For 30 years, the Overland Park Farmers’ Market pavilion has stood downtown, just east of the iconic clock tower.
What the future of the site will be could depend greatly on what the city hears in the next few months as it kicks off the process to improve and expand the farmers’ market and, potentially, make the area around the aging pavilion into something more.
The city on Friday formally opens up the process to receive requests for proposals for developing the site at 7950 Marty Street.
At the same time, the city will also be taking feedback from residents, businesses and vendors about the future of the farmers’ market.
“We know many people in this community care deeply about … the Farmers’ Market,” said Jack Messer, director of Overland Park’s Planning and Development Services Department, in a statement Thursday. “This is an excellent opportunity to get involved with a project that builds off work we’ve already done to improve the space where the market is, and where it will remain.”
Public input opportunities
The city will host a public input session on Tuesday, Sept. 28, at 7 p.m., at Matt Ross Community Center, 8101 Marty Street.
Those interested in participating in that event can register here.
Residents can also give their feedback virtually after the meeting, according to the city.
The city’s landing page for the farmers’ market improvement project can be found here, including an FAQ.
The market’s future downtown
City officials are emphasizing that regardless of what development plans are ultimately approved, the farmers’ market will remain downtown.
“The Farmers’ Market will be the key component of any future use” of the downtown site, the city said in a statement. “There are no preconceived notions of what kind of project might be proposed.”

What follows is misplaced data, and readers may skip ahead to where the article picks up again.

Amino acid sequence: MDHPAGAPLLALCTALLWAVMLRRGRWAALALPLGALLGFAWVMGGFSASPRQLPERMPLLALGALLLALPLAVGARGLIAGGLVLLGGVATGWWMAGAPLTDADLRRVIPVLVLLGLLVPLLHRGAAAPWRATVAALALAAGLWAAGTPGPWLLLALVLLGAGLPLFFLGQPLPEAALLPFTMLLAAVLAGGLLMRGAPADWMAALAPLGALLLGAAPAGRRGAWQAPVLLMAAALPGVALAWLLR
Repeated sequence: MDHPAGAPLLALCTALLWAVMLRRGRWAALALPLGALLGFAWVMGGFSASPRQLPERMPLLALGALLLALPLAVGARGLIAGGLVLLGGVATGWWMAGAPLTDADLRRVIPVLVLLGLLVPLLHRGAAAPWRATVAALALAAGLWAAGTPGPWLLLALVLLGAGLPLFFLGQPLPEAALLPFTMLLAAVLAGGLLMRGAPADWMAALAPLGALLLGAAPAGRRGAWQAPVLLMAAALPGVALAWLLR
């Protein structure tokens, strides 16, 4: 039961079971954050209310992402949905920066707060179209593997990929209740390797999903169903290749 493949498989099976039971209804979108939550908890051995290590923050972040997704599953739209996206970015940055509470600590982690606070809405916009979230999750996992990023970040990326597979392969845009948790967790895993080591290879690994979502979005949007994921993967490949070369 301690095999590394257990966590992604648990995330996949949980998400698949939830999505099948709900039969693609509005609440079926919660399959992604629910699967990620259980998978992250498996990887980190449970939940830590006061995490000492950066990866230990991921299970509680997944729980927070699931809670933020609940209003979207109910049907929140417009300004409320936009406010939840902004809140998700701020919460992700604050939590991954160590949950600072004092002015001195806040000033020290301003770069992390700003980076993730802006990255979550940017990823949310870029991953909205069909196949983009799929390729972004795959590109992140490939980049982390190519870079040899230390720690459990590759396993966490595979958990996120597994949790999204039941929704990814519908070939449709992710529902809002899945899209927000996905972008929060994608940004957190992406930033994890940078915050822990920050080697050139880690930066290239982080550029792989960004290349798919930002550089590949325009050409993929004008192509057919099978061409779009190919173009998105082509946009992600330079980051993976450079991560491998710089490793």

For the past two seasons, the farmers’ market has been held in the parking lot of the nearby Matt Ross Community Center, 8101 Marty Street, in order to accommodate spaced-out stalls and more open-air shopping amid the COVID-19 pandemic.
In the past, concerns have been raised about the downtown pavilion’s electrical system and the fact that the site sits on a slope, making it difficult for people with mobility issues and exacerbating flooding problems when it rains.
Also, the pavilion can’t be used year-round, and the space was becoming too crowded even before the pandemic.
A 2017 study of the farmers’ market concluded that the event, if not the pavilion itself, needed to remain at the downtown location long-term. That came after a proposal was floated to move the market to a nearby park, which garnered heated opposition at the time.
“We’ve outgrown the Farmers’ Market,” City Council President Curt Skoog said earlier this summer at a city council committee meeting. “The goal is how do we make the Overland Park Farmers’ Market live up to its potential?”
Ideas for reimagining the farmers’ market space downtown have been discussed for years, though details have generally been sparse.
But they’ve included a potential partnership with private developers for a mixed-use space that would include an area for the market, along with other commercial spaces and apartments or other housing properties on the current pavilion site.
“If there are other creative ideas, the request for proposals allows the City to partner with the development community to provide a more beneficial and exciting project in downtown,” the city says about its current call for development ideas.
“The City will be able to define what it requires of any redeveloped site, including vendor stall space, event space and any associated amenities for a complete project,” it says.
The city on Friday, Sept. 3, will issue a request for proposals. Whatever bids the city receives will be posted here.
The city says opening the process up to bids from private developers will allow the city to “evaluate whether there might be a viable alternative to simply undertaking a separate and stand-alone City redevelopment of the Farmers’ Market site.”
Then, the city will host the public input session on Sept. 28.
Proposals will come due some time this fall, according to the city.
A “selection committee” will then review the proposals and interview applicants this fall and into the winter.
Some time later this year or early next year, the selection committee will make a recommendation for a site plan to the city council.
The city projects that construction on whatever plan is finalized will begin no earlier than 2023.